Seven years ago, Katy Jones was at a crossroads.
The North Carolina native had a steady fulltime job as the Director of Communications and Marketing for the UNC Lineberger Comprehensive Cancer Center.
But her mentor, Tom Finegan, who is the CEO of Clarkston Consulting, had a proposal for Jones: leave her stable job to become his new startup’s marketing hire No. 1.
Despite all the risks of entering the startup world, Jones said, the timing just felt right. It was a pivot into technology that she would likely never have another opportunity to do.
Looking back, the choice has certainly paid off. Today, Jones is the CEO of Durham-based startup FoodLogiQ. The company provides traceability and food safety compliance software solutions to food retailers and restaurants.
Jones is also one of 10 CEOs that CED has picked to attend the prestigious Business of Software conference for free in Boston on Sept. 26-28, a trip made possible by a donation from Bill Spruill, the CEO of Raleigh-based Global Data Consortium. [Editor’s Note: GrepBeat first profiled Jones in October, 2018, as part of the Meet… Q&A series.]
Finegan initially had the idea for the business when Clarkston Consulting was working on a project to perform cattle traceability in Canada. Finegan was convinced there was tech potential there. The E.coli outbreak in 2006 became an even stronger catalyst for the idea.
After iterating on the idea for nearly a decade, FoodLogiQ launched its standalone SaaS product in early 2016 and has been growing ever since.
Jones’ specific path from the first marketing hire to COO and finally CEO benefited from what Jones calls a supportive board. While she acknowledges that the male-dominated food industry can present its challenges, Jones said that as a CEO, she actually leans into the more traditionally ‘female’ leadership traits.
“One of the biggest focuses that I have put on is just leading with a great deal of authenticity, and not trying to be more like a man or lead like a man,” Jones said. “It’s really bringing to the company what I think is my natural leadership ability, but then also what I think is actually needed for the company.”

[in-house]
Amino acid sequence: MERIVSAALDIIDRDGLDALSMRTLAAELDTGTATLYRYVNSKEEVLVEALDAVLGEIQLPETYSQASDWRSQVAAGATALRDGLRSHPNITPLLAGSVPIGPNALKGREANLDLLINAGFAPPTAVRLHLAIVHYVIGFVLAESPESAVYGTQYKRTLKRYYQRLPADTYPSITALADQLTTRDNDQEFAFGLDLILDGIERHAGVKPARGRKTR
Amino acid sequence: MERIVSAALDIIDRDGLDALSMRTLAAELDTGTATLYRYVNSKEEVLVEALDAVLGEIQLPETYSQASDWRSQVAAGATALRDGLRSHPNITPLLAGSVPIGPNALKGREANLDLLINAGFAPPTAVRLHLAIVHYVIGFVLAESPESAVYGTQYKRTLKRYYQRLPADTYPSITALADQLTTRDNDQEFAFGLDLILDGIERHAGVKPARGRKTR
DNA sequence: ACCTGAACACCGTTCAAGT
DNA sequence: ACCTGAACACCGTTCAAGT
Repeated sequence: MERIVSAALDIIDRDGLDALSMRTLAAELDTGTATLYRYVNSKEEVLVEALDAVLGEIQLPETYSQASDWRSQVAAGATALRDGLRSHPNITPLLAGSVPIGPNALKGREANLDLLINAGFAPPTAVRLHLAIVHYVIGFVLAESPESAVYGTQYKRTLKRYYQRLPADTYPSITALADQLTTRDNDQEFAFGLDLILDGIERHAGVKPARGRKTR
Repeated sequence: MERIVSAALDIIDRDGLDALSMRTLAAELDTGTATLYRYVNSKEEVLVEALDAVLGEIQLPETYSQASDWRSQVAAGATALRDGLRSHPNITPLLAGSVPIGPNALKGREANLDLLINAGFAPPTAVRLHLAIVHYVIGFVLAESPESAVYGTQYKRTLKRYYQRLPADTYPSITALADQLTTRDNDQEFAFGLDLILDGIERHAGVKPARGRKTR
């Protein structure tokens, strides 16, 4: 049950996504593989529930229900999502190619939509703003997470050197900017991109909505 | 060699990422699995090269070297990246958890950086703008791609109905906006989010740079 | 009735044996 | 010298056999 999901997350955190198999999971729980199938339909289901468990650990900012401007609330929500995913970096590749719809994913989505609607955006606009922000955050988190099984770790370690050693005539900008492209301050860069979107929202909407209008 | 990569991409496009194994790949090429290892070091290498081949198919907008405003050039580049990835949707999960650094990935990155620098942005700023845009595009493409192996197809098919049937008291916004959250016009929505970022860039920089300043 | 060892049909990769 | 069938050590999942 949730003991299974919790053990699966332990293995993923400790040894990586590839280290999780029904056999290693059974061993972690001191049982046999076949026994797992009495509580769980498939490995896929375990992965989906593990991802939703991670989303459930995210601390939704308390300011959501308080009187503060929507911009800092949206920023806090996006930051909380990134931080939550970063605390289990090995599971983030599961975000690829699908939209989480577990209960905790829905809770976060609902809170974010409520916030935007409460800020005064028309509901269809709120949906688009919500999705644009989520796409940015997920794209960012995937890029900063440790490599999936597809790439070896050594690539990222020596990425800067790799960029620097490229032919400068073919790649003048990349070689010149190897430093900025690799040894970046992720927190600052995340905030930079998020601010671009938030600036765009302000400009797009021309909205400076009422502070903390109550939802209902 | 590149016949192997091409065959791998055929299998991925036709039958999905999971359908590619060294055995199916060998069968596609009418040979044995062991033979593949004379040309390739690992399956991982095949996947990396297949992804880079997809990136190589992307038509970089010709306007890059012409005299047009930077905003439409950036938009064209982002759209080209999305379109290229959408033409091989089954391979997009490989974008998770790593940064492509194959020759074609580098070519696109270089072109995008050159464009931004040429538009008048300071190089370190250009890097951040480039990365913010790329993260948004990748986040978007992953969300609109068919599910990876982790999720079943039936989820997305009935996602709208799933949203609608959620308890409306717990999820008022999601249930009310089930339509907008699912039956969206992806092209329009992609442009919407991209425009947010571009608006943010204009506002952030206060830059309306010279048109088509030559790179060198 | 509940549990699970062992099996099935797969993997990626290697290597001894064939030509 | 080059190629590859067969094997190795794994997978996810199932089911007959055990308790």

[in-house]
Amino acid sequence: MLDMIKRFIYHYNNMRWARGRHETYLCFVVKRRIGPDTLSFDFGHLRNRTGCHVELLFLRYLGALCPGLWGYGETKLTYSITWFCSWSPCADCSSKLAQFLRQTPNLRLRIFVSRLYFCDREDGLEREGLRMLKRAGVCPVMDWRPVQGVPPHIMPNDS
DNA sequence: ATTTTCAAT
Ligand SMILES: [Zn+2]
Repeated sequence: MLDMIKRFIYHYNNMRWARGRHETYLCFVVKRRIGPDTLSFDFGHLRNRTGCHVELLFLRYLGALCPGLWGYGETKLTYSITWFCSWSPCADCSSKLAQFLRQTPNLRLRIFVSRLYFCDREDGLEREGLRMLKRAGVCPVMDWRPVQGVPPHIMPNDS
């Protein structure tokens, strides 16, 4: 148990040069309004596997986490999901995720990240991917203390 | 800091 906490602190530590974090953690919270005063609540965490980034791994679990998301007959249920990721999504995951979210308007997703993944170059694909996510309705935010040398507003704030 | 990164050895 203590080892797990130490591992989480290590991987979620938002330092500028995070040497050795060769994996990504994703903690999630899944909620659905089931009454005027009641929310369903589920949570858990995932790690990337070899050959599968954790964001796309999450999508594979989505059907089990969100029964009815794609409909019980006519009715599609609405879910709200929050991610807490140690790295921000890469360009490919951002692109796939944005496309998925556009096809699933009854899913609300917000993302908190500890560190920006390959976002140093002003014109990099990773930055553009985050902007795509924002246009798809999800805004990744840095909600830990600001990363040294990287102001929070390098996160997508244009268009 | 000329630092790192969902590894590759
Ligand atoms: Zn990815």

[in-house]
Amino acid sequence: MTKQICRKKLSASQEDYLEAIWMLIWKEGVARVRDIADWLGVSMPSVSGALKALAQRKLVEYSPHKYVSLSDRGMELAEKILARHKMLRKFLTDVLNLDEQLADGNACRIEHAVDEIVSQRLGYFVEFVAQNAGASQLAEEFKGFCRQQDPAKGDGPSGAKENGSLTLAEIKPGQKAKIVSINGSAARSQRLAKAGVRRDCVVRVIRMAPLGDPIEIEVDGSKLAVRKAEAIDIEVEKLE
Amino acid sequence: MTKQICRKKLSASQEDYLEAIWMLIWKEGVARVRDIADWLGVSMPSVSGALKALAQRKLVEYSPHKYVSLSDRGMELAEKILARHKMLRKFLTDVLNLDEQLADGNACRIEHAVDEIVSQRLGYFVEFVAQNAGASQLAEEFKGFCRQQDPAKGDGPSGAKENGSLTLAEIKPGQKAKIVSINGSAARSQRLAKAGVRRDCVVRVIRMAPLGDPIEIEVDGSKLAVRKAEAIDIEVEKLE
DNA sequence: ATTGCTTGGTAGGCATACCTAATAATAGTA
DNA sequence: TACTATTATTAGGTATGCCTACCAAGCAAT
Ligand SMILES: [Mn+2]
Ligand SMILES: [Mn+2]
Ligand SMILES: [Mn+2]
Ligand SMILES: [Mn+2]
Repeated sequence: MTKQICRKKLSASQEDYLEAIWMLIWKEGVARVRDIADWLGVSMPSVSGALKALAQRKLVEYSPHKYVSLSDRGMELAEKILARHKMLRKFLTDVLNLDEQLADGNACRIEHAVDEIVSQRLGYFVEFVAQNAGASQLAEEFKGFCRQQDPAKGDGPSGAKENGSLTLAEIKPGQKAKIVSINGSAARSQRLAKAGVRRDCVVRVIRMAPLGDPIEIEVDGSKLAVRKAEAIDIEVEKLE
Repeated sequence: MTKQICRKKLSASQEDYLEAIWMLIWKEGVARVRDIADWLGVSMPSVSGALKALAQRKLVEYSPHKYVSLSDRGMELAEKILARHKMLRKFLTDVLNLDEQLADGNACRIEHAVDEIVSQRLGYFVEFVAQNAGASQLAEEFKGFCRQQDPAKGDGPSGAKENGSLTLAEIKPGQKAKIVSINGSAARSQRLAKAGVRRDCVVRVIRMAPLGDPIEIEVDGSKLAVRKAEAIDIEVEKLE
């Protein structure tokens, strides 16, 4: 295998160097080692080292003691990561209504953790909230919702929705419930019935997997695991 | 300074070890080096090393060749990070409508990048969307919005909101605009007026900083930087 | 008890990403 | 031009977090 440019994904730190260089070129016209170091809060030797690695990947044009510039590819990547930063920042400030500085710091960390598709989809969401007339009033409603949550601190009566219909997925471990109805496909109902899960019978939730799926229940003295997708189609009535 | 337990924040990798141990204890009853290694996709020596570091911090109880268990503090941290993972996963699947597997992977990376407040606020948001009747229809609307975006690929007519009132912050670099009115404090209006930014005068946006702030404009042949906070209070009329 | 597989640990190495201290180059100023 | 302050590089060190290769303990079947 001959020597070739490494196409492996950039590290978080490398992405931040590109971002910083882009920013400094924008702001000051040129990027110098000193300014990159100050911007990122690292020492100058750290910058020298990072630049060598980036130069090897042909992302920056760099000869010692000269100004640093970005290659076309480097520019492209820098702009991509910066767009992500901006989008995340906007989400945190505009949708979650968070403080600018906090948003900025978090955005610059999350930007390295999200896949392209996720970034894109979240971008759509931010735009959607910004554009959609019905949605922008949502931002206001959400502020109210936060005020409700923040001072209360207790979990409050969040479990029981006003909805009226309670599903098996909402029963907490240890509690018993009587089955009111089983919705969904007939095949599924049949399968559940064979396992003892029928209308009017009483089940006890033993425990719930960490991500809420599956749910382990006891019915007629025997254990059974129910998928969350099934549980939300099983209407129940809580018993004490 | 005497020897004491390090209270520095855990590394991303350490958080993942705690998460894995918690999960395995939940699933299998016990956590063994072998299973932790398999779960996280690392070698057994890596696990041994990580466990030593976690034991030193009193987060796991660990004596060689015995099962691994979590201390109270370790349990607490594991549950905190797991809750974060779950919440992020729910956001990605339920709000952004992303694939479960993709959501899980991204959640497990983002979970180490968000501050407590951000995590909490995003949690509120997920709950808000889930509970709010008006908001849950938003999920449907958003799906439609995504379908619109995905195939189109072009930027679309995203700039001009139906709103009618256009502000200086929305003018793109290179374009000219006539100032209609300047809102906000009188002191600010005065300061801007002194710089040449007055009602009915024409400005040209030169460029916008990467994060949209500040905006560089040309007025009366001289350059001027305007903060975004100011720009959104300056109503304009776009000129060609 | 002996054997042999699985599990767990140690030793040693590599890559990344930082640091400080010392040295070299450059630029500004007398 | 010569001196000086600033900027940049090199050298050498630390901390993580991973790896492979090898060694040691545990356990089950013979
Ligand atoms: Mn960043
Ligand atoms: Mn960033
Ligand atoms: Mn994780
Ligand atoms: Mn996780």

For other female CEOs, she said it’s important to stick to that authenticity.
“Don’t try to change who you are,” Jones said. “Just lean into empathy and vulnerability.”
Jones attributes her succession in the company to her willingness to say yes to new opportunities. These tasks might not have been within the boundaries of her core day-to-day job, but at startups, there are endless chances to go above and beyond.
So even though Jones came on as a marketing lead, she was soon working on strategy, partnerships and funding for FoodLogiQ.
“Being there and having the opportunity and diving into things that you may not feel ready for, things that you’ve never done before, and just getting really comfortable with being uncomfortable, that’s something that I really tried to do,” Jones said.
Today, Jones leads a women’s group at FoodLogiQ, where she preaches the mindset of identifying opportunities that will force you to push yourself out of your comfort zone.
Jones said FoodLogiQ is excited about the potential for upcoming growth sparked by impending regulation to add traceability requirements in the food industry.
Now 50 employees strong, FoodLogiQ is finally seeing the industry match the technological vision the startup has for food traceability.
“The market momentum and adoption of technology in the food supply chain is starting to catch up from the vision that we had many years ago,” Jones said. “Change is hard, and this is an industry that has relied heavily on manual processes and is now really starting to see an uptick in that digitization of the supply chain.”
Pandemic put spotlight on the supply chain
With supply chain issues becoming increasingly salient during the pandemic, more and more companies have invested in supply chain technology.
They also saw additional market needs in the industry for restaurants looking to adapt to Covid-19.
“The restaurants were in a significant amount of pain,” Jones said. “Some were just in survival mode, so we actually opened up a feature within our products that would help them track in-store hand-washing protocols.”
There’s also been an evolving definition of food safety driving FoodLogiQ’s growth as well, Jones said.
“Where food safety once meant, ‘will this food make me sick,’ it now can cover everything from how far it traveled to get to my plate to what are the labor practices that go into the production of that food,” Jones said. “I think that very definition of what consumers want from their food is just going to continue to grow.”
The regulatory environment is evolving alongside consumer pressure. For Jones, who has a 15-year-old son with a life-threatening tree nut allergy, it’s about time.
When her son is able to have confidence he’s eating something from a no-tree-nut facility, all the traceability work put into FoodLogiQ becomes especially meaningful.
“Supply chain can be very murky at times if there’s not really a good understanding of where the products are coming from,” Jones said. “We’re seeing a really strong drive around allergen control and making sure that all of those products are properly labeled.”